ME: I have a proposition for you. I have this car I bought three years ago. But then I bought a couple of others I like better. I never drive it anymore and, to be honest with you, I’m never going to. Even worse, it’s costing me a fortune every month to keep it in storage. It’s a great car – seriously, it’s one of the hottest cars in town. Sleek, stylish, high performance. Chicks dig it, too. But nobody else wants it for some reason. And man, am I desperate for cash. The ex is bleeding me dry on alimony.
Tell you what, I paid $50,000 for it. I’ll let you have it for $100,000, cash on the barrelhead.
YOU: Really? SHWEET!
Seriously? Which one of these guys are you, anyway?
Thing is, that scenario is more or less what just transpired between Chelsea and Manchester United over the sale of Juan Mata.
The facts aren’t in dispute. Mata was the Chelsea player of the year two years running, a lethal attacking mid who can both score and create for others. Wildly popular with his teammates and the club’s fans and still only 25, the future at Stamford Bridge seemed positively blinding for the Spanish lad.
The only problem is that as wonderful as he is in a certain kind of possession-minded attacking game (think Barcelona here), Mata is less useful in new manager Jose Mourinho’s defend-like-there’s-no-tomorrow-then-counter-attack system, and even when he’s trying his absolute hardest he’s a liability when the other side has the ball. No one faults his commitment or his effort, but the bottom line is that he’s one of those guys who’s perfect for one system and not perfect at all in another.
It’s been clear since September, if not longer, that Mata’s departure wasn’t an if, but a when (and to where, and for how much?).
So the January transfer window arrives. Chelsea values Mata at around £37M and they’re hoping to sell him somewhere abroad – Italy would be great, and back home to sunny Spain would be even better. Maybe Atletico Madrid?
The Blues would sell him to someone in England if they had to, so long as it wasn’t to Man U. Chelsea was still pretty twisted about United’s refusal to sell them Wayne Rooney last summer, and the upshot amounted to a willingness to deal Mata to anyone in the world except the bloody Mancs.
Then something funny, and perhaps unexpected, happened. Nobody was interested. As in, no. Body. No takers in Spain, not even a nibble. Nobody in Italy. Not City, not the Scousers, not Arsenal, not Spurs. The only team interested was United.
And they, against all reason, seemed willing to cough up a franchise-record transfer fee to land the man they feel can re-energize a midfield that’s been deader than Sir Alex Ferguson’s top layer of skin.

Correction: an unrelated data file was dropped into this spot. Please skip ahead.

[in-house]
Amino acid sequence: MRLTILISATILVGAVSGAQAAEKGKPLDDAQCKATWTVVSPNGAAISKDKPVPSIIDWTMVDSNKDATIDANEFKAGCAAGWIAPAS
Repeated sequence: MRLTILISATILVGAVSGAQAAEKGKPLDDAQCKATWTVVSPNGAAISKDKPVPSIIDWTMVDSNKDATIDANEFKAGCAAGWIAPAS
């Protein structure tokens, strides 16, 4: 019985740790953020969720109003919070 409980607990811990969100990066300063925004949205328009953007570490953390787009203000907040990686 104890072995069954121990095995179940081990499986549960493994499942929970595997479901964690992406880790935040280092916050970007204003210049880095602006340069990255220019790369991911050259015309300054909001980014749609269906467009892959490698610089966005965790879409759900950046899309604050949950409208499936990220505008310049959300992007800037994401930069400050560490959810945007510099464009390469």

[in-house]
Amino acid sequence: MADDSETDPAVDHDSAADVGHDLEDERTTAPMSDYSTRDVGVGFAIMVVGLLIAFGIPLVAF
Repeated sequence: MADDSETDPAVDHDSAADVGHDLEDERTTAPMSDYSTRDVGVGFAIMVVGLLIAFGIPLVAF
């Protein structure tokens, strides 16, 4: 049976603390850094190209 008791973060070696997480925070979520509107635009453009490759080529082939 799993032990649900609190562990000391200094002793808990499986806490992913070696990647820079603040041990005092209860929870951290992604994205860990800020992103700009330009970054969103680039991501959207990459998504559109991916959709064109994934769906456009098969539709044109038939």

Remarkable. Chelsea, at this point, had zero leverage. United was holding all the cards. There was no market for Mata’s services. He was surplus to requirements at the Bridge. He was probably underpaid, but still represented a significant weekly wage hit for an emergency sub. The Financial Fair Play rules meant that Chelsea had to nudge their books in the direction of black – significantly, and sooner rather than later. And while Mata was being a model professional about his diminished role, there can be little doubt that as the transfer deadline neared his people were going to get more aggressive about forcing a move. That Spain national side is packed to the rafters with world-class talent and you aren’t going to shoehorn your way into it sitting on the bench, even one as luxuriously appointed at the one at Fulham Rd, London SW6.
Had United played hardball, it’s possible they could have captured their man for significantly less than the £37.1M they eventually splashed out. Instead, Chelsea gets list price for a guy they paid £23.5M for in 2011. No haggle value for a guy that they weren’t using, that was costing them money to keep, and that nobody else was interested in? Pinch me.
Chelsea fans hate to see Mata go. He has been a fabulous player for them and one in whom they have invested a good deal of emotion. It’s rare that you just decide to offload the talisman from a side that won the freakin’ Champions League. For the US football fan, imagine if, after that last Super Bowl win, the Patriots had decided to trade Tom Brady. To the Colts. It’s maybe not quite that extreme, but you get the idea.
In other words, emotion aside, Chelsea hasn’t simply conducted a good bit of business here, they absolutely skinned United. Don’t get me wrong – Manchester is getting a great player, no doubt, and one who has the potential to be a star for years to come. They’re not going to regret having him in the side, not ever.
But boy fucking howdy, did they overpay.
Kudos to whatever grifter Chelsea has in charge of negotiations these days. If you’d given them a couple more days they might have gotten the price up to £40M, and maybe Moyes would have tossed Robin van Persie in to sweeten the deal a bit….